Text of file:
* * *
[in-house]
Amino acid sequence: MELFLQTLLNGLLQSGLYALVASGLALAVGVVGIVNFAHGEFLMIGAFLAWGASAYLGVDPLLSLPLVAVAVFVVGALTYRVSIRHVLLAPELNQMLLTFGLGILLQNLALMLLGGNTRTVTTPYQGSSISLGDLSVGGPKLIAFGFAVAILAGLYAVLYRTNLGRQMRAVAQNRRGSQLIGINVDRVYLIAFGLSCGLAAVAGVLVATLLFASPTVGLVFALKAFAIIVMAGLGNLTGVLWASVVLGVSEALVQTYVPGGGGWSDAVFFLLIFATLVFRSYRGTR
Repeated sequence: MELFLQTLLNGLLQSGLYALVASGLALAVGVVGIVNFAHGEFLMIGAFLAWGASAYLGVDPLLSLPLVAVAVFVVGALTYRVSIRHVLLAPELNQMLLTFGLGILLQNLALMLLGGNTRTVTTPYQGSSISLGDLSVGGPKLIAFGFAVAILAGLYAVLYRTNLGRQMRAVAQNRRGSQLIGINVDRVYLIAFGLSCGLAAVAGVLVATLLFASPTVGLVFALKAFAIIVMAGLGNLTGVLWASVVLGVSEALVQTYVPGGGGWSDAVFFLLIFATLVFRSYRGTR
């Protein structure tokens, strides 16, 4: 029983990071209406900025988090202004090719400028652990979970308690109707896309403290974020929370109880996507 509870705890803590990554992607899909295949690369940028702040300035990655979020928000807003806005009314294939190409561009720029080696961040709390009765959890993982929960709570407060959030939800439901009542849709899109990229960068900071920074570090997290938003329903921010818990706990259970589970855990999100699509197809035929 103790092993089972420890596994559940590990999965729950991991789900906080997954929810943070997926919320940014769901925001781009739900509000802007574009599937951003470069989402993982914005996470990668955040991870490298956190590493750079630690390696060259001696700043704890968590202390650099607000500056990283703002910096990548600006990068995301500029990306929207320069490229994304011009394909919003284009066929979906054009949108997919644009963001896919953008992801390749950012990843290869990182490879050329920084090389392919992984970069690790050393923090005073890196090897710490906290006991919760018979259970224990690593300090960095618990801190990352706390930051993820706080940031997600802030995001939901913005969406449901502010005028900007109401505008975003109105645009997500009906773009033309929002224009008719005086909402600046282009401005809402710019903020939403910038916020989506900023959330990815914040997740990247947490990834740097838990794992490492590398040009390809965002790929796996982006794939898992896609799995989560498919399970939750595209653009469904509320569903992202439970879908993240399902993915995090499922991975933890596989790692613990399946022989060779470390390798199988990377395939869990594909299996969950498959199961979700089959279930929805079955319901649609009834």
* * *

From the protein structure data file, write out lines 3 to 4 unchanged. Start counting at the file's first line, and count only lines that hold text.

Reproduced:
Repeated sequence: MELFLQTLLNGLLQSGLYALVASGLALAVGVVGIVNFAHGEFLMIGAFLAWGASAYLGVDPLLSLPLVAVAVFVVGALTYRVSIRHVLLAPELNQMLLTFGLGILLQNLALMLLGGNTRTVTTPYQGSSISLGDLSVGGPKLIAFGFAVAILAGLYAVLYRTNLGRQMRAVAQNRRGSQLIGINVDRVYLIAFGLSCGLAAVAGVLVATLLFASPTVGLVFALKAFAIIVMAGLGNLTGVLWASVVLGVSEALVQTYVPGGGGWSDAVFFLLIFATLVFRSYRGTR
């Protein structure tokens, strides 16, 4: 029983990071209406900025988090202004090719400028652990979970308690109707896309403290974020929370109880996507 509870705890803590990554992607899909295949690369940028702040300035990655979020928000807003806005009314294939190409561009720029080696961040709390009765959890993982929960709570407060959030939800439901009542849709899109990229960068900071920074570090997290938003329903921010818990706990259970589970855990999100699509197809035929 103790092993089972420890596994559940590990999965729950991991789900906080997954929810943070997926919320940014769901925001781009739900509000802007574009599937951003470069989402993982914005996470990668955040991870490298956190590493750079630690390696060259001696700043704890968590202390650099607000500056990283703002910096990548600006990068995301500029990306929207320069490229994304011009394909919003284009066929979906054009949108997919644009963001896919953008992801390749950012990843290869990182490879050329920084090389392919992984970069690790050393923090005073890196090897710490906290006991919760018979259970224990690593300090960095618990801190990352706390930051993820706080940031997600802030995001939901913005969406449901502010005028900007109401505008975003109105645009997500009906773009033309929002224009008719005086909402600046282009401005809402710019903020939403910038916020989506900023959330990815914040997740990247947490990834740097838990794992490492590398040009390809965002790929796996982006794939898992896609799995989560498919399970939750595209653009469904509320569903992202439970879908993240399902993915995090499922991975933890596989790692613990399946022989060779470390390798199988990377395939869990594909299996969950498959199961979700089959279930929805079955319901649609009834």